Is the Cat at Bat?

Objective

Blend a beginning consonant or consonant blend with -at to make words such as cat, bat, rat, sat, and hat.

Lesson Plan

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Target Words:

  • bat
  • cat
  • rat
  • at
  • fat
  • hat

Materials:

  • Baseball bases and home plate made out of paper
  • Blow-up baseball bat or pretend bat
  • Nerf ball or crumpled piece of paper to serve as a ball
  • Name tags (see below)
  • Word cards (see below)
  • Is the Cat at Bat? target text (see below)

State and model the objective

Tell the children they will play a game of baseball while they add sounds to the -at ending to make words such as bat, rat, cat, and sat.

Practice the skill within an activity

Play a baseball game

  • Explain that there are two kind of bats: the animal that flies and the object you use to hit the ball in baseball
  • Invite the children to help set up a baseball field, laying out the bases and home plate.
  • Choose children to wear the Bat, Rat, and Cat name tags.
  • Explain that the phrase "at bat" means to take a turn trying to hit the ball with the bat and how the players at the bases try to catch the ball and keep the batter from getting to the base. 
  • Let a bat, cat, and rat take turns being at bat and being the players who try to catch the ball and guard the bases. (If needed, allow the children to bat the ball down on the ground (as it is rolled) to make it easier to hit.)
  • For the next inning, have the children place the word cards on the bases, and have those running the bases read the cards aloud when they get to a base.

Apply the skill (choose from the following)

Read target words in a text (see below)

  • Read the target text Is the Cat at Bat? together as a group.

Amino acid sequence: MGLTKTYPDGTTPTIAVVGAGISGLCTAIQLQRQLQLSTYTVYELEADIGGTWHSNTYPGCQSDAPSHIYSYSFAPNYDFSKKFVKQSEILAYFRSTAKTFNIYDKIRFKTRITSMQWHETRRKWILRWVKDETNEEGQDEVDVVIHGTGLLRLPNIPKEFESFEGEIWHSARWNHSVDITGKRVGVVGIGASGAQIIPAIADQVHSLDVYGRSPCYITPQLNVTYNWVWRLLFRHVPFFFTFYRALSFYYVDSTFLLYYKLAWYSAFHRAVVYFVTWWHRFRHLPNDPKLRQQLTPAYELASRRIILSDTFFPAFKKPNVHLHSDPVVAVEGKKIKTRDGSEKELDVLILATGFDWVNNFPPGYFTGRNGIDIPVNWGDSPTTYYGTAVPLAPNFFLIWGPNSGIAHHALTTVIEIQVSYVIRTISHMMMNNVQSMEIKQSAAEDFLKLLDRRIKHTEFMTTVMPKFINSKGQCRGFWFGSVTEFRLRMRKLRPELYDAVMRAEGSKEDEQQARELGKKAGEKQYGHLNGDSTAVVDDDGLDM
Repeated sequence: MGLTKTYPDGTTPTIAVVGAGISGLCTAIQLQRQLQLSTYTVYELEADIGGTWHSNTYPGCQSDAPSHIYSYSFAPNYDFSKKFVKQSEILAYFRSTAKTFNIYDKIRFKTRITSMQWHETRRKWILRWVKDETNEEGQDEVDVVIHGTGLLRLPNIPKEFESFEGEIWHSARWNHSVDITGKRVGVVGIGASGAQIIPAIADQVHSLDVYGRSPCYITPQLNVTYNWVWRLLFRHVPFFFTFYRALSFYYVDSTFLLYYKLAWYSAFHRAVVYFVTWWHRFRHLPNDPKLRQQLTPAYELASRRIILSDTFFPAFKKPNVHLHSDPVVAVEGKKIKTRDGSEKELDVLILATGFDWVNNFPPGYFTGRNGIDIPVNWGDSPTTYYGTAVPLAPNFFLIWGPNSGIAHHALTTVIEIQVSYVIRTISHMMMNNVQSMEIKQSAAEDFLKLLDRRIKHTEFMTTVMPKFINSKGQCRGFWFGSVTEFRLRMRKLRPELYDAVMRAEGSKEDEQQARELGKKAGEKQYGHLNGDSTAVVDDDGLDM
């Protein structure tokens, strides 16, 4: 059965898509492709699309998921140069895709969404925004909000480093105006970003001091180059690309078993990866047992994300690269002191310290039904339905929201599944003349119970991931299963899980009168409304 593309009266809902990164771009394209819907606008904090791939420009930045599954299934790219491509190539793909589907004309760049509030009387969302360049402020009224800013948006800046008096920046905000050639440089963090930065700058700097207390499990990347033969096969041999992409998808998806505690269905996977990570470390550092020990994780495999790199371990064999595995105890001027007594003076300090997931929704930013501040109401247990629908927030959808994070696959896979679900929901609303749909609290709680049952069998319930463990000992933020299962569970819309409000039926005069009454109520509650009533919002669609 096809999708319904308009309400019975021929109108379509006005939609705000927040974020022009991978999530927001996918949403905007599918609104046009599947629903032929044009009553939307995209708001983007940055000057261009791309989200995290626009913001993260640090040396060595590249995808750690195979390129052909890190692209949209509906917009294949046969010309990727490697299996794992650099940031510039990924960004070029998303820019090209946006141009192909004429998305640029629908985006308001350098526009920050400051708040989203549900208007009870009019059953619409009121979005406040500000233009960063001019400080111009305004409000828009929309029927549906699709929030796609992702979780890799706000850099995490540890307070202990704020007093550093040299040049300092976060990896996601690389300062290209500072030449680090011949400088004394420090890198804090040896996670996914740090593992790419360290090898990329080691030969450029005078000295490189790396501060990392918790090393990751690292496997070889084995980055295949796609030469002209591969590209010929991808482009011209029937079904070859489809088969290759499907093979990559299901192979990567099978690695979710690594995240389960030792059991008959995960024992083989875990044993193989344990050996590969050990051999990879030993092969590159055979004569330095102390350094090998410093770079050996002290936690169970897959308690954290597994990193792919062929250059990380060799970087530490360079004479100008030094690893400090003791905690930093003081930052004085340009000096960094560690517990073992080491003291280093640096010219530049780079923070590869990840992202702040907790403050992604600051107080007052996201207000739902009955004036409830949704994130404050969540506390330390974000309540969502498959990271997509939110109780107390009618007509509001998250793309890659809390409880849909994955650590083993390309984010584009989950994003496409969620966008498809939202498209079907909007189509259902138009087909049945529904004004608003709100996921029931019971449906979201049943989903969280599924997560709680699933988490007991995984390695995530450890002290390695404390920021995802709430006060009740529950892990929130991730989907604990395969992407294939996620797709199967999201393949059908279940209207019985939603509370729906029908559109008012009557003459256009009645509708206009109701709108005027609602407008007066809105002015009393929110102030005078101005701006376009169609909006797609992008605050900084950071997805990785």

• Read the text again fading support.
  • Have the children underline the words that end in –at.

Play “pass the bat”

  • Have the children sit in a circle and take turns rolling the ball from one to another. 
  • As the children get the bat have them make a new word that ends in -at by changing the initial letter.  
  • Write each new word on the board.  
  • Repeat the game, but this time, have the children write the word on a paper, change the initial letter, and read the word. 
  • Help the children tape their words on the bat, covering it up with the new words. 

SEEL Target Texts

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Is the Cat at Bat?

Let the cat and the rat bat the ball.  
They will be at bat.  
 
Who is at bat?
Is the cat at bat?   
Will the cat bat the ball to the rat?
 
Who is at bat?
Is the rat at bat?
Will the rat bat the ball to the cat?
 
Who is at bat?
Is it the fat rat?
Will the fat rat bat the ball to the spooky bat?
 
Who is at bat?
Is the Cat-in-the-Hat at bat?
Will the cat bat the ball to the spooky bat?
 
The cat, rat, and spooky bat all will get a turn at bat.  

Printouts

Standards

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CCSS.ELA-LITERACY.RF.K.3.D: Distinguish between similarly spelled words by identifying the sounds of the letters that differ.

CCSS.ELA-LITERACY.RF.K.2.C: Blend and segment onsets and rimes of single-syllable spoken words.

http://education.byu.edu/seel/library/